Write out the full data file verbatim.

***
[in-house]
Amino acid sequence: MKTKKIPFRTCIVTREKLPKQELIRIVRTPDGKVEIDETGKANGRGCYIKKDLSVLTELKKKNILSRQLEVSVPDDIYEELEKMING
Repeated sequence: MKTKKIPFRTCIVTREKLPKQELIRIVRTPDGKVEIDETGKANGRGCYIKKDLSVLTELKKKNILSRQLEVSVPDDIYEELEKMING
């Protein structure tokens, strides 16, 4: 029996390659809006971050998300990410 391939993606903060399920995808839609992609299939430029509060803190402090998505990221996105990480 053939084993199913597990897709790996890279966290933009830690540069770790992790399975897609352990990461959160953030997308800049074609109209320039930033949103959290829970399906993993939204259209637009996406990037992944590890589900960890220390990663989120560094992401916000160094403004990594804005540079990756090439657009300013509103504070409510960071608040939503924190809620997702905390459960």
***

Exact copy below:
[in-house]
Amino acid sequence: MKTKKIPFRTCIVTREKLPKQELIRIVRTPDGKVEIDETGKANGRGCYIKKDLSVLTELKKKNILSRQLEVSVPDDIYEELEKMING
Repeated sequence: MKTKKIPFRTCIVTREKLPKQELIRIVRTPDGKVEIDETGKANGRGCYIKKDLSVLTELKKKNILSRQLEVSVPDDIYEELEKMING
């Protein structure tokens, strides 16, 4: 029996390659809006971050998300990410 391939993606903060399920995808839609992609299939430029509060803190402090998505990221996105990480 053939084993199913597990897709790996890279966290933009830690540069770790992790399975897609352990990461959160953030997308800049074609109209320039930033949103959290829970399906993993939204259209637009996406990037992944590890589900960890220390990663989120560094992401916000160094403004990594804005540079990756090439657009300013509103504070409510960071608040939503924190809620997702905390459960």